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I'm using a native DLL (FastImage.dll) in a C# ASP.NET Web Service that sometimes locks (can't delete it---says access denied); this requires stopping IIS to delete the DLL. The inability to delete this DLL in the bin folder of my published Web Service prevents me from publishing successfully (even though it thinks it published successfully!), which makes development and fixing the bug difficult (especially when it just happily runs old code since my changes may not be reflected on the server!). Note that the bug causing the Web Service to bomb and lock up the DLL is in my code, which is outside of said DLL, so I think this is a more general problem than just the FreeImage library (not to bring them any heat).

  1. Has anyone experienced this?
  2. Is there a way to make sure that when it says "Publish succeeded" from the VS IDE that it really means it, or to run sort of script to check that the files are really deleted before it attempts to Publish (like a pre-build step in VC++). (Right now I manually delete the files before publishing to make sure that I know the DLLs were replaced, instead of running old DLLs. It's still a problem, though if I can't delete the DLL.)
  3. How would I detect whether a file was successfully deleted from a batch file? (so I can stop and start IIS if it fails)
  4. Is it possible to stop and start IIS from a script (preferably from the Publish... action in the VS IDE) and if so, how?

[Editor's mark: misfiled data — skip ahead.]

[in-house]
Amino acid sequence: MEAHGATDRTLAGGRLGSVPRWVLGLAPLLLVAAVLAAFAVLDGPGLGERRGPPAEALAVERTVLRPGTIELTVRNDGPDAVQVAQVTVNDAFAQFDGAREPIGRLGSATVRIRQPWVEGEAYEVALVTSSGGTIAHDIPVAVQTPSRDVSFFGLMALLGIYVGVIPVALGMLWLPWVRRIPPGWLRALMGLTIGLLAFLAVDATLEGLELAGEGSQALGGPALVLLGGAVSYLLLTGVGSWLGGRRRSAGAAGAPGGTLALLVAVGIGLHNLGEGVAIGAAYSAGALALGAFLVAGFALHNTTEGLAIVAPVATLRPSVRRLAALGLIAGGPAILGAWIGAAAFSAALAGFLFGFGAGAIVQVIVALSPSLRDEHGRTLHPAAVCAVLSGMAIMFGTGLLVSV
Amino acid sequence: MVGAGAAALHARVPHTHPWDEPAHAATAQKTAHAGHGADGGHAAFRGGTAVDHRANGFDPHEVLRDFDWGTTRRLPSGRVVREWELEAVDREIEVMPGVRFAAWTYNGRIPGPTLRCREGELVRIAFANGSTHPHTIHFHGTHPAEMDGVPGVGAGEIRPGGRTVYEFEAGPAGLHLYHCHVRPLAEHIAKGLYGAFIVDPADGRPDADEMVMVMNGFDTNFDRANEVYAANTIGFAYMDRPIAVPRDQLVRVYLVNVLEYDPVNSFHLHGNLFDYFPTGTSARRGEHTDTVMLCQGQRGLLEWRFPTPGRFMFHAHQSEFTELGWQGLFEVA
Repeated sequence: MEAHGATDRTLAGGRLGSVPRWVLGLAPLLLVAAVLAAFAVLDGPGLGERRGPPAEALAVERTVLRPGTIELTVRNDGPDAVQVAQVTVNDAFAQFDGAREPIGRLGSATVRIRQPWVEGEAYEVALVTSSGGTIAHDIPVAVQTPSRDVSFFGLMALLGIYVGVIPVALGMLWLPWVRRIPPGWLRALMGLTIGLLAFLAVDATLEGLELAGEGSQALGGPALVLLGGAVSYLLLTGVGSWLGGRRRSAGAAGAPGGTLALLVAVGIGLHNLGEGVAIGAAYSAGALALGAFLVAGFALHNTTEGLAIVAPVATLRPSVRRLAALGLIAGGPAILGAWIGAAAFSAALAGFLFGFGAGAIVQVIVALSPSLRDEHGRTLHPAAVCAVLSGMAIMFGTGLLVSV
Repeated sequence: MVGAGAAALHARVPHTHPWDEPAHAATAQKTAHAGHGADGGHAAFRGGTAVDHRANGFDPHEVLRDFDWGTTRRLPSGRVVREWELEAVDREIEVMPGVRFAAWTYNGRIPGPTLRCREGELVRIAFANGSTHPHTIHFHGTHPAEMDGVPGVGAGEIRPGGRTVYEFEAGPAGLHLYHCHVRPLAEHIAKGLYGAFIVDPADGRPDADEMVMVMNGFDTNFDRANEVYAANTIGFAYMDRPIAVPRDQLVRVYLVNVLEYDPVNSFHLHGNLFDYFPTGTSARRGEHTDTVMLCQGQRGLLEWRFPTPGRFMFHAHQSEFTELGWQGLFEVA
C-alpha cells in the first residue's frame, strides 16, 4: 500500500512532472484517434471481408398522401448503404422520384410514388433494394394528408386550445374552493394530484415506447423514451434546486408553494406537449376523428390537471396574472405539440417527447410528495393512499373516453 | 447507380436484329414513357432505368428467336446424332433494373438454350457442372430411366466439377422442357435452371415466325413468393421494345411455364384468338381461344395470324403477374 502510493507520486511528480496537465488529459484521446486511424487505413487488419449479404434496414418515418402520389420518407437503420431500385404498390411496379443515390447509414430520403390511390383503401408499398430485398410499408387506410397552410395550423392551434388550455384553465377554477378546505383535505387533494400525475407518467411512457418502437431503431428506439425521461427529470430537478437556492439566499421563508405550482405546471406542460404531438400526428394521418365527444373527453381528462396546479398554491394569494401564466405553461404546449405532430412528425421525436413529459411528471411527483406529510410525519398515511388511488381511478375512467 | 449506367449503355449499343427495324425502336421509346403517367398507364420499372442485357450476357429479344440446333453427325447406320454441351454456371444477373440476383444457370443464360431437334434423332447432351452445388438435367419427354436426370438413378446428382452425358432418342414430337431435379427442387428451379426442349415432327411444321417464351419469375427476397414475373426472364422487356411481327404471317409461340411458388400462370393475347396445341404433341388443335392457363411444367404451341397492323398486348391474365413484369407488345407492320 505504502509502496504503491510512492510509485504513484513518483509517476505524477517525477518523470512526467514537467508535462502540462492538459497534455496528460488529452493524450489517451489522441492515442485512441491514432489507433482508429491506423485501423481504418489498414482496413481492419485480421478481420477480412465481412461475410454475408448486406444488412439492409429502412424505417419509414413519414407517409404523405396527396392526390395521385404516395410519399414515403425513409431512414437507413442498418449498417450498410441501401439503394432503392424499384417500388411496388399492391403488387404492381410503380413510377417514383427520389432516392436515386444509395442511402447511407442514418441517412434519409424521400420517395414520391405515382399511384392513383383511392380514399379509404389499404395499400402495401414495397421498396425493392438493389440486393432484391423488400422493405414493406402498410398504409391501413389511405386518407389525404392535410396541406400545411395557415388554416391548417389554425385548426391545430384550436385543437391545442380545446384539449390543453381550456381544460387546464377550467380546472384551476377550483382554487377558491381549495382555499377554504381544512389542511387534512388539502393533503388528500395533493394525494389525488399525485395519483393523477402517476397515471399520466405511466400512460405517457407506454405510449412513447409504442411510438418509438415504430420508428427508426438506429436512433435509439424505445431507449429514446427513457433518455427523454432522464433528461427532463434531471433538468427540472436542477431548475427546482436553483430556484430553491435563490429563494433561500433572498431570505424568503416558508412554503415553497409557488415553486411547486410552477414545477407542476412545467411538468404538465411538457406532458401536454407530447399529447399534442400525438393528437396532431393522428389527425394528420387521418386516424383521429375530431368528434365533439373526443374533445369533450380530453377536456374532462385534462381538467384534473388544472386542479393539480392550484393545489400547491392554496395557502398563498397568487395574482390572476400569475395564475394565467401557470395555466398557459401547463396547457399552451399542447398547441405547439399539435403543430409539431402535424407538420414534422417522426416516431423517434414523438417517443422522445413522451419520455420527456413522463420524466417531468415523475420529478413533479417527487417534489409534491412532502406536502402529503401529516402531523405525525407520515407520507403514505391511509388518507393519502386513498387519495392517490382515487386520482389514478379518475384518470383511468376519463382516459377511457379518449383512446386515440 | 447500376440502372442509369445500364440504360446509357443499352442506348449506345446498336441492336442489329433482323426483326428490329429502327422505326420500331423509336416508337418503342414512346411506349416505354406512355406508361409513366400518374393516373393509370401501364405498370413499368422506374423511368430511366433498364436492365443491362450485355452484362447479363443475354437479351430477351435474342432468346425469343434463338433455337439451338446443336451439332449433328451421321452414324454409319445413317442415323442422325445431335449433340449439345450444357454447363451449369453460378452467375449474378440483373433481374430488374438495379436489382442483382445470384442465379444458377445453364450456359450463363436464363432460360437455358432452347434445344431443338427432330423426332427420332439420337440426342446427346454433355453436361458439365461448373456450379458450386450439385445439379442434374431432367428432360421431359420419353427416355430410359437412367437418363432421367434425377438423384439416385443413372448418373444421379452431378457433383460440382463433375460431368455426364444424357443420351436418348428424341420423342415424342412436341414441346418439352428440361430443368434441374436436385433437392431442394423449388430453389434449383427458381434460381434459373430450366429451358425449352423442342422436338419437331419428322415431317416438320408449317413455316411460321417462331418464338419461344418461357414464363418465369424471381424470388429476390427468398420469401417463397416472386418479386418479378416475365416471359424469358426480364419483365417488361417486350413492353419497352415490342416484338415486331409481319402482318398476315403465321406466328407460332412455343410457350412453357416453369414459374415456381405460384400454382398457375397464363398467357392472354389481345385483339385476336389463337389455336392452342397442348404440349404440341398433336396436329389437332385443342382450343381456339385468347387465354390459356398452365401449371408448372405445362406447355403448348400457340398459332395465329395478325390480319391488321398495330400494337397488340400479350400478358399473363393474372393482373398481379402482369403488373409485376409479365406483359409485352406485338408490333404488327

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2 Answers

up vote 2 down vote accepted

Using the IISReset command line tool will only restart IIS on the local machine, not on a remote server to which you are publishing.

Assuming that you are publishing to a Windows 2003 server, I'd suggest trying the slightly less drastic step of stopping and restarting the IIS AppPool in the web site or virtual folder in which the web service runs. (That way you are not taking all sites that run on the target server offline.) This too assumes that the web service runs in its own app pool. Ideally it should, so you keep it isolated.

I'd recommend getting away from using the Publishing process and to look into using a Web Deployment Project. Here is a post on ScottGu's blog detailing VS 2005 Web Deployment Projects.

The advantage to the Web Deployment Project approach is that it provides you with all the power and capability of MSbuild, as it is really just a convenience wrapper around MSBuild. Here's a post from the MSBuild team about pre-build and post-build capabilities

Hope this helps.

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You could use the IISReset command line tool to stop/restart iis. So you could write a simple batch file to stop iis, copy your files, and then restart iis. I'm not sure how to integrate this with the VS publish feature however.

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